Two brothers from Nigeria who made the deadly crossing from Turkey to Lesvos in a rubber dinghy were immediately detained in the pre-removal prison inside the so-called “Hotspot camp”, Moria. For almost three months they were isolated from society, adequate legal assistance or support structures. All refugees from countries with less than 33% acceptance rate (which are more than 28 countries including Syrian single men) can currently be detained immediately after their arrival on Lesvos, for the entire duration of their asylum procedure. While the two brothers were held in detention, their asylum application was rejected twice under the fast-track border procedure implemented on the Greek islands since the EU-Turkey statement of March 18th 2016. It has been repeatedly pointed out by the European Center for Constitutional and Human Rights and lawyers such as those from the Legal Centre Lesbos that the fast-track procedure tramples roughshod over human rights. In practice, individuals are targeted because of their nationality and stripped of their legal right to a fair and proper asylum hearing.
Together with eight fellow detainees, the two brothers were deported back to Turkey on November 30th by ferry from Mytilene. They only experienced Europe from behind the barbed wire and blank walls of a detention centre, guarded by policemen subject to a constant feeling of isolation and suffering inhuman treatment.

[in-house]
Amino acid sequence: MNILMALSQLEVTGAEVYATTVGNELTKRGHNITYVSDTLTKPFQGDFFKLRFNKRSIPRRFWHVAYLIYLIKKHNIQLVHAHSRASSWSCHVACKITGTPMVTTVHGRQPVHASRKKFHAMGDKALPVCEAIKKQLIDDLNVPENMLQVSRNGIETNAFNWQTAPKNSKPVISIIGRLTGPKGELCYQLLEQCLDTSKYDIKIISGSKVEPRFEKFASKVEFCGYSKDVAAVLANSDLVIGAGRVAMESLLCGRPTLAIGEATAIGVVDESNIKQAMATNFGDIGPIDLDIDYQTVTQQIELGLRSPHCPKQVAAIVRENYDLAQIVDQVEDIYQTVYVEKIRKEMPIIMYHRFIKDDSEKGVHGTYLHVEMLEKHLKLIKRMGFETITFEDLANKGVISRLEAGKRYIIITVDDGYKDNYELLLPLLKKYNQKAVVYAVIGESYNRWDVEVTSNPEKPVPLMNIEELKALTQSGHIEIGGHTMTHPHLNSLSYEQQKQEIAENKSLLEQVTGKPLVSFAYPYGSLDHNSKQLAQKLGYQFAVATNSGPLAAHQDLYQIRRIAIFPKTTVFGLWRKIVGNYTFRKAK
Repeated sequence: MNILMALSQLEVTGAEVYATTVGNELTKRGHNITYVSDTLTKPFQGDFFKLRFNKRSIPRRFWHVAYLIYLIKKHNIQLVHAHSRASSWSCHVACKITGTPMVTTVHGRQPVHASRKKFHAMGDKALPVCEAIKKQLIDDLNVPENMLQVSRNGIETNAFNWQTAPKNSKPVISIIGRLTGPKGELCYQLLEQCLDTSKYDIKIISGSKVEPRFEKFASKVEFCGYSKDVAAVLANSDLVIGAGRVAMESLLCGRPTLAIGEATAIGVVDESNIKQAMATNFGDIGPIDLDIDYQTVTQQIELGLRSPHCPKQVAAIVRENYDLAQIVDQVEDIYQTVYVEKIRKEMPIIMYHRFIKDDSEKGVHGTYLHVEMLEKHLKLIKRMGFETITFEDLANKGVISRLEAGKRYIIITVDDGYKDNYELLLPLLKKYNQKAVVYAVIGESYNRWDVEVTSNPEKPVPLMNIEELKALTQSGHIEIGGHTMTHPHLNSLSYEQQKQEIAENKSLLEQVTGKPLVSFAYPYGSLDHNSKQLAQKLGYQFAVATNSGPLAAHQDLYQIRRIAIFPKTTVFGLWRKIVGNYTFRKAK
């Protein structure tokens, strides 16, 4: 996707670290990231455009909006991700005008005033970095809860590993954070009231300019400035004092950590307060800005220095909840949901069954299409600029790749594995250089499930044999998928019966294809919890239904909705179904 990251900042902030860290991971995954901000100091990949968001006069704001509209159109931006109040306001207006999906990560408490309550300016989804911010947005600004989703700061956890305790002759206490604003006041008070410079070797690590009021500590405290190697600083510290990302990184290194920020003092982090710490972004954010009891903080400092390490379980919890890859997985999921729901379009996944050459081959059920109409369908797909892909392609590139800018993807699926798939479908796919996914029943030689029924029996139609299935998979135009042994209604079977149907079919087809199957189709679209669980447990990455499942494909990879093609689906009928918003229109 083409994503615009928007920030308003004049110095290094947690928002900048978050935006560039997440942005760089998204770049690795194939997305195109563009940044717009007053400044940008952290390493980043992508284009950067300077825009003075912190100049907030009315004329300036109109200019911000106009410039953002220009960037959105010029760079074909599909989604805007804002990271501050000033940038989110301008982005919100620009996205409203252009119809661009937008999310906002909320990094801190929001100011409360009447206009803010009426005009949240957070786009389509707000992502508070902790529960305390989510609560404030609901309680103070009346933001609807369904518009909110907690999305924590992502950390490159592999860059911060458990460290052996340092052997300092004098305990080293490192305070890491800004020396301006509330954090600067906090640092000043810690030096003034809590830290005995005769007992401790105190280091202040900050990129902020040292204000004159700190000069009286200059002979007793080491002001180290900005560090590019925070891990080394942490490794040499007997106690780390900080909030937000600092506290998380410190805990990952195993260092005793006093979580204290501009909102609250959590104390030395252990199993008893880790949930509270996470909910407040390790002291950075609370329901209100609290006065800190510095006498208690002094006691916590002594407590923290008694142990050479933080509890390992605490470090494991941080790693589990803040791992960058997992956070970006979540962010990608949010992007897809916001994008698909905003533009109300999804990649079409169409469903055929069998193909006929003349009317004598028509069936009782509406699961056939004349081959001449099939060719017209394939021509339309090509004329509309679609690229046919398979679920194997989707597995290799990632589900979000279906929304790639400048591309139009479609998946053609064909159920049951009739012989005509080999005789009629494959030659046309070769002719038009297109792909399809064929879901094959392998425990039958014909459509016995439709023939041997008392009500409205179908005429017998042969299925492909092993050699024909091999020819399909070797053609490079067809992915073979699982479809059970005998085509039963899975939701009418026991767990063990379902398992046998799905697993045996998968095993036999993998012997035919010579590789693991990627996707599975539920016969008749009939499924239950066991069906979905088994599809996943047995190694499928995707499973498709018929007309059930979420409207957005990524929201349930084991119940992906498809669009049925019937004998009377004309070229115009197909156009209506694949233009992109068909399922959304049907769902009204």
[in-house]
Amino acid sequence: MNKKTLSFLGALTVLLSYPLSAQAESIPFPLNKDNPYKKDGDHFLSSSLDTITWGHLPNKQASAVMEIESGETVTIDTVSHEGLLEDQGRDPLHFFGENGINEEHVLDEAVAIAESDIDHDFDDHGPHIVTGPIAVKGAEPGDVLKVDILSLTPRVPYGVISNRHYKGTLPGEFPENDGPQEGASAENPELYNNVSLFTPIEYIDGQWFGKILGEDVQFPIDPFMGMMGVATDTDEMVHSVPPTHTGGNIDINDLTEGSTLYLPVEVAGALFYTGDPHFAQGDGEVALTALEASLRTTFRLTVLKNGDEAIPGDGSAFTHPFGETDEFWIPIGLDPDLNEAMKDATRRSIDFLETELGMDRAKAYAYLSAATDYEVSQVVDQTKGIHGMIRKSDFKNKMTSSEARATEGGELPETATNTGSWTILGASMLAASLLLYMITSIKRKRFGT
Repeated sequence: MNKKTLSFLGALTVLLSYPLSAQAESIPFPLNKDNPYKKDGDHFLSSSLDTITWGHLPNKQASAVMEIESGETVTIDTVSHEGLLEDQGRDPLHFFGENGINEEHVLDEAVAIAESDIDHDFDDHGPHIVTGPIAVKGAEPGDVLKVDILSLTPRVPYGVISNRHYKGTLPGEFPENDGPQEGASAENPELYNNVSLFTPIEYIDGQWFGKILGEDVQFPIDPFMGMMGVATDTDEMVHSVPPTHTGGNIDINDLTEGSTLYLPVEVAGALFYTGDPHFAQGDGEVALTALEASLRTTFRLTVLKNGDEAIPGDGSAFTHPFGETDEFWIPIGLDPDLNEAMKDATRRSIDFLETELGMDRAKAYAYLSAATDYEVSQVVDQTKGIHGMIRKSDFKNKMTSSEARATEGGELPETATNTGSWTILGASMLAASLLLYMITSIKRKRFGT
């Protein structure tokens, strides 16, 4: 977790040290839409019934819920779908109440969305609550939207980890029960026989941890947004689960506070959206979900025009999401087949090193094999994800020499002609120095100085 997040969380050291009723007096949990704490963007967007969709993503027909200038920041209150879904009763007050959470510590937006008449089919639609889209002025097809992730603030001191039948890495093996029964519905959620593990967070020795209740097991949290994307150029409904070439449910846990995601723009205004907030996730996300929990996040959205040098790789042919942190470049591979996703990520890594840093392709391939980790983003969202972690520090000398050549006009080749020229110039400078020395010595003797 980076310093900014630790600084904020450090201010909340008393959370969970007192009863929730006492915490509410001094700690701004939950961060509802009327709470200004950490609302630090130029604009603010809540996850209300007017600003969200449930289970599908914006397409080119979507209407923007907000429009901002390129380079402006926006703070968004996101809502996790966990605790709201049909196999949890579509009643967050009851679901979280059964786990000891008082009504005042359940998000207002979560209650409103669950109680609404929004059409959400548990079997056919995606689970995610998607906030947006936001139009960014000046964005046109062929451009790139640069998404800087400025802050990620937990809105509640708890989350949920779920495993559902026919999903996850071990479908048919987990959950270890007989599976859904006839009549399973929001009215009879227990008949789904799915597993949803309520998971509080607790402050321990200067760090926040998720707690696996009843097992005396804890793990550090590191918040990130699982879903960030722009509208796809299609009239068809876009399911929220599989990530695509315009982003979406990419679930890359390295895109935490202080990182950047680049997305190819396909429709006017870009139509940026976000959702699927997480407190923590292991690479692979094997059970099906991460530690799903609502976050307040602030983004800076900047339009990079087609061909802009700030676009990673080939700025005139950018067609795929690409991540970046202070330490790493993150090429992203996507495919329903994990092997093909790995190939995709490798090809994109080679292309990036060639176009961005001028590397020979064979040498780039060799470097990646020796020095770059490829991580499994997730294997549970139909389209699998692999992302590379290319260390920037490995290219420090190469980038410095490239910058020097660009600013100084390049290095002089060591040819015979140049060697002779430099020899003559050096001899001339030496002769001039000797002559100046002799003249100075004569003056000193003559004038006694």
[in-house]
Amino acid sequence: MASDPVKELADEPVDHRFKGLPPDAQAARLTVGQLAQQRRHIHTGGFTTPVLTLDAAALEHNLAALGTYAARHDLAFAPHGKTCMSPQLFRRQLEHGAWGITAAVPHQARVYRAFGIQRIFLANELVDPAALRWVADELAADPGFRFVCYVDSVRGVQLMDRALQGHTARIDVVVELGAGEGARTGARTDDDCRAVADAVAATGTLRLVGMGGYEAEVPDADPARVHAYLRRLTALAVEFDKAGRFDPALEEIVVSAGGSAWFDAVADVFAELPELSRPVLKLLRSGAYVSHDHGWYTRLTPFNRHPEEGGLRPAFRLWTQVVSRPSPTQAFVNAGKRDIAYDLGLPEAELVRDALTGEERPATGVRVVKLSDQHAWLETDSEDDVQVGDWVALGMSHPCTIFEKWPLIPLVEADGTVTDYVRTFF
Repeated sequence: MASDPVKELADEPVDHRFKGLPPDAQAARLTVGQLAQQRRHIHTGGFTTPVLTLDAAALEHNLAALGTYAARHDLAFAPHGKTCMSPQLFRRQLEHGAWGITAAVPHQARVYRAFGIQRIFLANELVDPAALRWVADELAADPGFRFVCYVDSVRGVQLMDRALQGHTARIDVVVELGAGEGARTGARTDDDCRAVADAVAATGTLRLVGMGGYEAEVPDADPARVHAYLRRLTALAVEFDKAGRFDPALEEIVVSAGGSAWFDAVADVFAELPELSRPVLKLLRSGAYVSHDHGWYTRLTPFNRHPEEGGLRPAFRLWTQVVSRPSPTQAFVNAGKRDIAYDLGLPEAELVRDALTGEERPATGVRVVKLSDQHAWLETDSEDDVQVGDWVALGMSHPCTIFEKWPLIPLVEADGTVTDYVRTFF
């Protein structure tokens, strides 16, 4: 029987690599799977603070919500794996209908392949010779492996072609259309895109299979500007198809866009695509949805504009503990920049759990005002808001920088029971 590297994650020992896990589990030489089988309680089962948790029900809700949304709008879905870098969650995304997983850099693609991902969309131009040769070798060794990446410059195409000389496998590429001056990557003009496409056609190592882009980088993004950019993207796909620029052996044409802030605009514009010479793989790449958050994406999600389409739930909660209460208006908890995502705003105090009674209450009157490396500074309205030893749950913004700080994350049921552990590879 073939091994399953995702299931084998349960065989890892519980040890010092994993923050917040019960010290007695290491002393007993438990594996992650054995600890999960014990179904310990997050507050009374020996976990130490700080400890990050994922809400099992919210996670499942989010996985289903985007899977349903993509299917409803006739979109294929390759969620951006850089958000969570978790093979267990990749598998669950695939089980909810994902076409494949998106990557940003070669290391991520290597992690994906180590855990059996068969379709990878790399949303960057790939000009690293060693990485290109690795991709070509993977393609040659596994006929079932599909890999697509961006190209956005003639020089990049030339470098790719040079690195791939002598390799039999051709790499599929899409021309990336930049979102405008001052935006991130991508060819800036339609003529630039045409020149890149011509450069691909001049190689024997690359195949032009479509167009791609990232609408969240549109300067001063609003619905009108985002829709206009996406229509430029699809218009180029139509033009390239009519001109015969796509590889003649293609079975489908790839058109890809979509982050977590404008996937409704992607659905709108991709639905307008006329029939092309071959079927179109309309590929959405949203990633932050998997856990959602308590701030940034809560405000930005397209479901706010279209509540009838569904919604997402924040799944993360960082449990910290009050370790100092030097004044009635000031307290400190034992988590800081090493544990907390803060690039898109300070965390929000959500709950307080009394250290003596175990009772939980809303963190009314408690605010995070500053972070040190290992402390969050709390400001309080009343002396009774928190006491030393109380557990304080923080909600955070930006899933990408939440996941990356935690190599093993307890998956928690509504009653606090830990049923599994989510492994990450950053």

“The conditions in the closed Section B of Moria Centre [are] particularly poor and could be considered as inhuman and degrading,” one Council of Europe researcher reported.”
Inmates are stripped of their personal possessions, denied blankets and often live among flooded sewage. Some can only be seen by a doctor at the discretion of the prison guards.
Thanks to these conditions and a lack of medical support, one of the brothers got seriously sick. A video of his deportation shows that he was not even able to walk on his own when he was brought handcuffed on the ferry. Obviously, this condition was no reason for FRONTEX and the Police to postpone his deportation – as we have seen in several similar incidents across recent months.
In Turkey, the two brothers were detained in prison for an unknown period of time under even more inhumane conditions. After a few weeks, they were deported back to Nigeria without the been given the possibility to apply for asylum in Turkey. They reported that they had been gagged and threatened with a stun gun during their airplane deportaion from Turkey to Nigeria.